December 18, 2007


Coltrane's influence wears well on Fortune (David R. Adler, 12/17/07, The Philadelphia Inquirer)

John Coltrane hovered in the air at Chris' Jazz Cafe on Saturday, and not just because Sonny Fortune led off with Coltrane's midtempo "Blues Minor."

"Entire careers have drafted in [Coltrane's] tailwind," writes critic Ben Ratliff. Fortune, the Philly-born, New York-based alto saxophonist, is a fitting example. He knew Coltrane and, in the post-Coltrane era, worked with the signal members of Coltrane's classic quartet, pianist McCoy Tyner and drummer Elvin Jones.

When Fortune played "You and the Night and the Music" - the title track from his newest CD - he framed the Dietz/Schwartz standard with a vamp reminiscent of Coltrane's "Liberia." This is Fortune's native tongue: extended, hard-charging modal improvisation in the Coltrane vein, favoring minor keys, with a swing- and Latin-derived rhythmic foundation.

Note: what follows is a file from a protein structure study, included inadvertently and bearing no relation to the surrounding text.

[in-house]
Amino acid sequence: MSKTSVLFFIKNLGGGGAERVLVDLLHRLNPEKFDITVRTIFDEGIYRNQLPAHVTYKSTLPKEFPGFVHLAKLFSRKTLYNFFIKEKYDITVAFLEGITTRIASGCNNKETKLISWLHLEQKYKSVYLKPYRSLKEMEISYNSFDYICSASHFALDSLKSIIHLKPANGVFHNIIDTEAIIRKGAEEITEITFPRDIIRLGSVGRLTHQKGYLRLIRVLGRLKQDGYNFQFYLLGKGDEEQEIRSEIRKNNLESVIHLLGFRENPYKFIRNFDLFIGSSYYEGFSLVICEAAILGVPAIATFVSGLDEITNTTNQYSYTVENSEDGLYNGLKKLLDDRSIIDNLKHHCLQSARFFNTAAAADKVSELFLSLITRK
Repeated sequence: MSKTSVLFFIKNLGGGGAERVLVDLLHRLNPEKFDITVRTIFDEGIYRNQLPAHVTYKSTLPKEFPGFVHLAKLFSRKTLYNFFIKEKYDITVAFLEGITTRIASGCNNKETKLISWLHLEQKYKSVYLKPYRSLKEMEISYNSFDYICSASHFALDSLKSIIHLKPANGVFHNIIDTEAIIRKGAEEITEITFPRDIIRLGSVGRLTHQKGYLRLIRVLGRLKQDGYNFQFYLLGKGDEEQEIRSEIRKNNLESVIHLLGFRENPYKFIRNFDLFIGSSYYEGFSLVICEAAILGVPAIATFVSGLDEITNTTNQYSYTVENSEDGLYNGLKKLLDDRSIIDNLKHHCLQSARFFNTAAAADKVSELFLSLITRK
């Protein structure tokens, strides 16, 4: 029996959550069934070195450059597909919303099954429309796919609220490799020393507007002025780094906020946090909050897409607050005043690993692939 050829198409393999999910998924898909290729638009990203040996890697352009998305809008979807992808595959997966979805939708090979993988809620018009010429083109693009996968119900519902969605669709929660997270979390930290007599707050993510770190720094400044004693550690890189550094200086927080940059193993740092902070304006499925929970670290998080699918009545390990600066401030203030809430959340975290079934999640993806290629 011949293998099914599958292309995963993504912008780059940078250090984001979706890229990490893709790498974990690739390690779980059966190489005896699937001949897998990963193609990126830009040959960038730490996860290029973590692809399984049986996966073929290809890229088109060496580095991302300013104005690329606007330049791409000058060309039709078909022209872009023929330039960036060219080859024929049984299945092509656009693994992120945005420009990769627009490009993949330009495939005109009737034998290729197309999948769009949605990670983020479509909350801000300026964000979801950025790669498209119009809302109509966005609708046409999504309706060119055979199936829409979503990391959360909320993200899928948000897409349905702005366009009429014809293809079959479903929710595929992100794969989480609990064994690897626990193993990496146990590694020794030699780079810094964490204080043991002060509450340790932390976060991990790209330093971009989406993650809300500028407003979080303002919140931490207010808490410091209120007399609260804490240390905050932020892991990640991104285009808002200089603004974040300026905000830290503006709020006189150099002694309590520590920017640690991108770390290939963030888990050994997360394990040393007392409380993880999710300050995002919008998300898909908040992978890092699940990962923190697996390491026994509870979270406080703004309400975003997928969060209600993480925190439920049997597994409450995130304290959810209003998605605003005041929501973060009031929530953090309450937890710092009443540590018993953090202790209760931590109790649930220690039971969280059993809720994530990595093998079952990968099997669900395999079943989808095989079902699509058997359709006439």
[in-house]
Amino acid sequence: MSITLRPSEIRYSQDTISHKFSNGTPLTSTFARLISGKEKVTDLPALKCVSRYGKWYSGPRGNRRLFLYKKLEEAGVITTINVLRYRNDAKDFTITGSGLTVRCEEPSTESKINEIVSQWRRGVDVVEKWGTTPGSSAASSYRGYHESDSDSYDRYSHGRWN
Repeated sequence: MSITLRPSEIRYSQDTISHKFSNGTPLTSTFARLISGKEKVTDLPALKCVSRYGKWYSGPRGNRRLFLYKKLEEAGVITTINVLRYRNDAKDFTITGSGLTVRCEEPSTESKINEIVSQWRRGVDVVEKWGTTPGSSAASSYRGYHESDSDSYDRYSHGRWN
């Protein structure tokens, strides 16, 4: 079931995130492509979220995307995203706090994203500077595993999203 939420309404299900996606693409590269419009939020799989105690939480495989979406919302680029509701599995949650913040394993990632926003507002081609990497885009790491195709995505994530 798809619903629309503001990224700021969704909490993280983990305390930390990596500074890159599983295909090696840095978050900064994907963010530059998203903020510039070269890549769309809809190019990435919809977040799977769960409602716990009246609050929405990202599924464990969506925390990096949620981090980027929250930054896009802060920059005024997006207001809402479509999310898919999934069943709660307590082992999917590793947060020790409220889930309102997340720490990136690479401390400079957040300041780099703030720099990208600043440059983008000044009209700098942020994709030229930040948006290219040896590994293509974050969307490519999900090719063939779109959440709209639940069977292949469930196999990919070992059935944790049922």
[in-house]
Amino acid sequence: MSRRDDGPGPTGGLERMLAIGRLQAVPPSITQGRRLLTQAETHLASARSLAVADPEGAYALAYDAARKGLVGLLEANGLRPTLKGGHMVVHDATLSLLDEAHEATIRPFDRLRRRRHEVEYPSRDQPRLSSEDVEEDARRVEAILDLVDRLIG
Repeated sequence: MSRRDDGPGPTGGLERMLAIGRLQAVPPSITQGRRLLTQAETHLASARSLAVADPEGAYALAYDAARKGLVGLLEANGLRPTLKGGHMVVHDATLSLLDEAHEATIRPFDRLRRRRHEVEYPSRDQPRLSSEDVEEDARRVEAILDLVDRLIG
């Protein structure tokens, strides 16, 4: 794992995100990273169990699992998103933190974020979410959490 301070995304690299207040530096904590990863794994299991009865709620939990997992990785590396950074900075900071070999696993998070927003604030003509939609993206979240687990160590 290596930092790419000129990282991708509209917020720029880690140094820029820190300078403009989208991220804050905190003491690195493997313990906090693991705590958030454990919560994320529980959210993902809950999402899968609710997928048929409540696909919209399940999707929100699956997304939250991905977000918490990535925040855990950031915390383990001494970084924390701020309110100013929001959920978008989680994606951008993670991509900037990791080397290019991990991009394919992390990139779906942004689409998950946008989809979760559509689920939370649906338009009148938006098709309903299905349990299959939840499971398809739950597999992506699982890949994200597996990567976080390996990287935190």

Posted by Orrin Judd at December 18, 2007 9:53 AM
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